First telling people they “…should put their cynicism on the shelf.” regarding the report, reveals not only an aura of superiority by the writers to the readers by telling us what we should do, but an ignorance of the wider context of the external processes affecting the report. I prefer to give readers the benefit of the doubt that they are critically reflective enough to decide whether or not a cynical approach is warranted.

Second, your choice of examples claiming that critiques of the project are clearly identified and acknowledged bear questioning, particularly the example of the Michel First Nation, which was simply a documented statement and provides no insight as to whether the NEB took this into consideration. The following quote from the NEB shows the depth of understanding this committee lacks of First Nations culture and values by deciding for them what constitutes Aboriginal cultural and spiritual practices.

“The Panel does not share the view of some Aboriginal groups that the impacts associated with this project during construction and routine operations would eliminate the opportunity for Aboriginal groups to maintain their cultural and spiritual practices and the pursuit of their traditional uses and interests associated with the lands, waters, or resources.” (NEB, Considerations, Report of the Joint Review Panel for the Enbridge Northern Gateway Project, Volume 2. Aboriginal interests and consultation with Aboriginal groups.)
Third, the statement “…the Report is simply documenting the changing of the tide.” is incorrect.
The report does not document any changing of the tide. The report identifies issues of concern that arose during the NEB hearings. It doesn’t even make sense metaphorically unless you decide to bring politics into it, then you’re going beyond your stated context for examination of the report. Reading the report without the necessary political context it is like believing tap water originates in the tap while ignoring the infrastructure and origins of the actual water. Reports do not exist in a political vacuum, where is the context?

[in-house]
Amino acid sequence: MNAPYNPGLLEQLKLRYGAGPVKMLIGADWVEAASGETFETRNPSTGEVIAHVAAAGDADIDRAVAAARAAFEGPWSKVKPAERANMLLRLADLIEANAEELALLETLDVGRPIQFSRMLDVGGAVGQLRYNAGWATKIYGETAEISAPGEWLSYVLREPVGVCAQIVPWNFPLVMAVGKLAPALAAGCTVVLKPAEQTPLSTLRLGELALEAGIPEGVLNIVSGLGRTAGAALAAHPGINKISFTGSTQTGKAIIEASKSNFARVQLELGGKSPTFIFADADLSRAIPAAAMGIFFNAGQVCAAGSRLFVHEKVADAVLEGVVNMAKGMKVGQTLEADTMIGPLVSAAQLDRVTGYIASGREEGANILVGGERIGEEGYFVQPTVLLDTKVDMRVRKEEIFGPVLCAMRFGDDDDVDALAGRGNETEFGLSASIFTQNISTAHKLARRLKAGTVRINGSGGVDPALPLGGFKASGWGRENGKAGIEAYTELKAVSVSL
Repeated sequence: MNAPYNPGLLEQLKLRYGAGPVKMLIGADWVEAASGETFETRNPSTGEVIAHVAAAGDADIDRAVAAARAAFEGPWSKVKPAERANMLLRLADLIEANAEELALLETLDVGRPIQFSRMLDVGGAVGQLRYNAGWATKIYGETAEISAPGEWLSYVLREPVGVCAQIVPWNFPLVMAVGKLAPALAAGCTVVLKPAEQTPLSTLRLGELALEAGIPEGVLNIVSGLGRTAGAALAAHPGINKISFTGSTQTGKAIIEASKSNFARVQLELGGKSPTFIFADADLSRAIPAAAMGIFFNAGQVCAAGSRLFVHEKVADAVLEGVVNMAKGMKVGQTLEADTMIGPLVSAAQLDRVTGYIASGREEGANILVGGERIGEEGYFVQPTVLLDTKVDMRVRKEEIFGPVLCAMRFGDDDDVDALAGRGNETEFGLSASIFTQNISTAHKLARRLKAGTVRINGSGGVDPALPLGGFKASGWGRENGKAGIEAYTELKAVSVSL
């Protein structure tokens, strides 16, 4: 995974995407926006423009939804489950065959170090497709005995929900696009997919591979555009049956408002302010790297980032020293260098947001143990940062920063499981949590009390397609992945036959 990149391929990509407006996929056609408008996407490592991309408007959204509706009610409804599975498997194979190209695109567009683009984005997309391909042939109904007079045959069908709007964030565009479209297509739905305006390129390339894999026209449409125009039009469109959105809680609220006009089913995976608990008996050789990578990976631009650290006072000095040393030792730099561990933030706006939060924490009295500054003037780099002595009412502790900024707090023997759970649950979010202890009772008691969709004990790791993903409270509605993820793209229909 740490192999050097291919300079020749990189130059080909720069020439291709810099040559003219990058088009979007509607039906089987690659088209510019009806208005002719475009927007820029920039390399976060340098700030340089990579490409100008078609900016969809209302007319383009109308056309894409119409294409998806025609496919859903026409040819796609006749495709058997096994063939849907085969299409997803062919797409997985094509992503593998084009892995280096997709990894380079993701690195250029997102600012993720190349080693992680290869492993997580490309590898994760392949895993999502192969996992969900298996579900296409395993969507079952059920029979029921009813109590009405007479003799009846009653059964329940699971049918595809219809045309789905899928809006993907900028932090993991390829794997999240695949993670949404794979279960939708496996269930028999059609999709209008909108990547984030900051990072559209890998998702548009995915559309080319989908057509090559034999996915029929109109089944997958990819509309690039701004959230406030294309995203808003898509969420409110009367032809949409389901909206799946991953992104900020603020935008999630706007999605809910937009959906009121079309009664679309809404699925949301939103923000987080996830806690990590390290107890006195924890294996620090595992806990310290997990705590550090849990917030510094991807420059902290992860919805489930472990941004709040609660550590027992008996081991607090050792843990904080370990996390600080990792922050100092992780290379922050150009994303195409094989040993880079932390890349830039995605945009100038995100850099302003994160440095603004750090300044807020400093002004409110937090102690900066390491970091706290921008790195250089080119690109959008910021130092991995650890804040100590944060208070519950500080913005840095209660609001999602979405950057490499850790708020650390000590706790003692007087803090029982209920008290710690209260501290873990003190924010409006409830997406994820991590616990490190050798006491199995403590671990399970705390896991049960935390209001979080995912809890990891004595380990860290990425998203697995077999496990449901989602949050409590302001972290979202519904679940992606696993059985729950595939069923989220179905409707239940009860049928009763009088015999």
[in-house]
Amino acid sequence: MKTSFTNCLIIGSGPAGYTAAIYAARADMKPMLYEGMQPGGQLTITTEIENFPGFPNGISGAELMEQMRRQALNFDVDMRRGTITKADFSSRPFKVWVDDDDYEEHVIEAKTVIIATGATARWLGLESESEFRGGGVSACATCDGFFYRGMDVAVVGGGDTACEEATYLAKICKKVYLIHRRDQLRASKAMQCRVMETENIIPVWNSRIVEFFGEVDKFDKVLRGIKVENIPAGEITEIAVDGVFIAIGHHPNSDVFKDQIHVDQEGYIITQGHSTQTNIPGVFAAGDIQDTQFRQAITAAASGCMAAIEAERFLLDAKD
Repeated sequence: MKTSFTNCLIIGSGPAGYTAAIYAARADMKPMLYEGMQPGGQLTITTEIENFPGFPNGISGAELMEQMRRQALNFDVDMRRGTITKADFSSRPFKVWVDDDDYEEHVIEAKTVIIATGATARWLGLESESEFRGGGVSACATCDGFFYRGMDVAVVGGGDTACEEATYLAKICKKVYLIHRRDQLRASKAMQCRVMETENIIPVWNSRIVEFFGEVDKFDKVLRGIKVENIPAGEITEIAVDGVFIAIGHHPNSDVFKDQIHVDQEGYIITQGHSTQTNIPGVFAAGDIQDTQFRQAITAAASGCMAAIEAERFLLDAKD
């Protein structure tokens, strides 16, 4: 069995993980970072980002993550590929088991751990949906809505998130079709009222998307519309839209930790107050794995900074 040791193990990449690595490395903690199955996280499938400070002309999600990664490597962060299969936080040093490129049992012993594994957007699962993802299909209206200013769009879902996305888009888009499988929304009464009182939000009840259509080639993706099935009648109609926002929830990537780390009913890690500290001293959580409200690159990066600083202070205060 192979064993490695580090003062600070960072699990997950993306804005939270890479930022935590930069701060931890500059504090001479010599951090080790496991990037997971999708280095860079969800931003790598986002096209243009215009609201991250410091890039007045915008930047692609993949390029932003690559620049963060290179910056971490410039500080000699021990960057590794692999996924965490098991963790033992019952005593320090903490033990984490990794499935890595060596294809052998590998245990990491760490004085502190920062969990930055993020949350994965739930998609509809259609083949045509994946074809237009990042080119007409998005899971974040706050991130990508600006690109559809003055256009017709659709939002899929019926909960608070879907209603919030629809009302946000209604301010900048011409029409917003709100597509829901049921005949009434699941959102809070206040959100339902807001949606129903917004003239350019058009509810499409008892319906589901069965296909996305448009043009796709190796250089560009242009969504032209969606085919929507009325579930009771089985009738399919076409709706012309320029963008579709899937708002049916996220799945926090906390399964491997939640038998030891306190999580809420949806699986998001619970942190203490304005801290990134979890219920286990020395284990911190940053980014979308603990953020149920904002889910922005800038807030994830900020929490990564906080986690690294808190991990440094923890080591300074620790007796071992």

The statement that “general opposition is more solid than ever” does not reflect recent public opinion polls which suggest more support for the Northern Gateway. (see http://www.vancouversun.com/Increase+Northern+Gateway+pipeline+support+that+could+change+prof+says/9194584/story.html)
This op-ed also claims that the only reason the panel’s decision warrants controversy is because it “swings the process in favour of pro-pipeline parties”. This does not make logical sense when considered along with the statement in the previous paragraph that the “public and provincial opinions remain divided”. If this is the case, then it would be logical to conclude if the project was not approved there would be a similar public reaction from those who are pro-pipeline.

In concluding the editorial opines “Connections will probably do little to dissuade those convinced that the decision is arbitrary and unfair.” While this may be correct, it again lacks context, there is nothing arbitrary about the government ideological bent that the Canadian future is as an energy superpower. To think that this does not influence those judging the proposal is naive.

Overall, this article does little to promote engagement with the NEB report, clarifies the editorial staff’s pro-pipeline bent and increases polarization between those for and against the proposal.

Bill King